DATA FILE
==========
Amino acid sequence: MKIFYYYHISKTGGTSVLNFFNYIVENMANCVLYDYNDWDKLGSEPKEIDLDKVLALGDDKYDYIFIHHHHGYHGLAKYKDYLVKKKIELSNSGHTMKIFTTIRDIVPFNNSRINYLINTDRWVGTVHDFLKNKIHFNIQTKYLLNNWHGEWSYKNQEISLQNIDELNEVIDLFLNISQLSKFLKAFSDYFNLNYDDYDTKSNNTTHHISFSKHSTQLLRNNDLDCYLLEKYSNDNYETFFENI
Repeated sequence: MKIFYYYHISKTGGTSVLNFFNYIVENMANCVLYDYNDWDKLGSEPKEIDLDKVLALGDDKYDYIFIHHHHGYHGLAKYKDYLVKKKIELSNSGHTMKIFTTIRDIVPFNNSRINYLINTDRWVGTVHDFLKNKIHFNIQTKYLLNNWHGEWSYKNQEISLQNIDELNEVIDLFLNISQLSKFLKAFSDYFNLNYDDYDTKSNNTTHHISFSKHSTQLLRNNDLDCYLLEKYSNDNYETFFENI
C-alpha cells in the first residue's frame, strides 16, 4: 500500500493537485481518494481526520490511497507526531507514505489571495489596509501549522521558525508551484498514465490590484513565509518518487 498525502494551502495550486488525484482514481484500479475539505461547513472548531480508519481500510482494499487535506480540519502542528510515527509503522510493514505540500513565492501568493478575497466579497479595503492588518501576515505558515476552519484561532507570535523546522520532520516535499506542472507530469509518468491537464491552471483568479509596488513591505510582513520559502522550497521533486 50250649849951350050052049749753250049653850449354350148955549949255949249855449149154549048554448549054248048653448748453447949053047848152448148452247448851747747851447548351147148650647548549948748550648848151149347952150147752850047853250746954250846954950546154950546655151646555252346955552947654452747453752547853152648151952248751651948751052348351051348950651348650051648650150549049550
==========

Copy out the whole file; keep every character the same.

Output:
Amino acid sequence: MKIFYYYHISKTGGTSVLNFFNYIVENMANCVLYDYNDWDKLGSEPKEIDLDKVLALGDDKYDYIFIHHHHGYHGLAKYKDYLVKKKIELSNSGHTMKIFTTIRDIVPFNNSRINYLINTDRWVGTVHDFLKNKIHFNIQTKYLLNNWHGEWSYKNQEISLQNIDELNEVIDLFLNISQLSKFLKAFSDYFNLNYDDYDTKSNNTTHHISFSKHSTQLLRNNDLDCYLLEKYSNDNYETFFENI
Repeated sequence: MKIFYYYHISKTGGTSVLNFFNYIVENMANCVLYDYNDWDKLGSEPKEIDLDKVLALGDDKYDYIFIHHHHGYHGLAKYKDYLVKKKIELSNSGHTMKIFTTIRDIVPFNNSRINYLINTDRWVGTVHDFLKNKIHFNIQTKYLLNNWHGEWSYKNQEISLQNIDELNEVIDLFLNISQLSKFLKAFSDYFNLNYDDYDTKSNNTTHHISFSKHSTQLLRNNDLDCYLLEKYSNDNYETFFENI
C-alpha cells in the first residue's frame, strides 16, 4: 500500500493537485481518494481526520490511497507526531507514505489571495489596509501549522521558525508551484498514465490590484513565509518518487 498525502494551502495550486488525484482514481484500479475539505461547513472548531480508519481500510482494499487535506480540519502542528510515527509503522510493514505540500513565492501568493478575497466579497479595503492588518501576515505558515476552519484561532507570535523546522520532520516535499506542472507530469509518468491537464491552471483568479509596488513591505510582513520559502522550497521533486 50250649849951350050052049749753250049653850449354350148955549949255949249855449149154549048554448549054248048653448748453447949053047848152448148452247448851747747851447548351147148650647548549948748550648848151149347952150147752850047853250746954250846954950546154950546655151646555252346955552947654452747453752547853152648151952248751651948751052348351051348950651348650051648650150549049550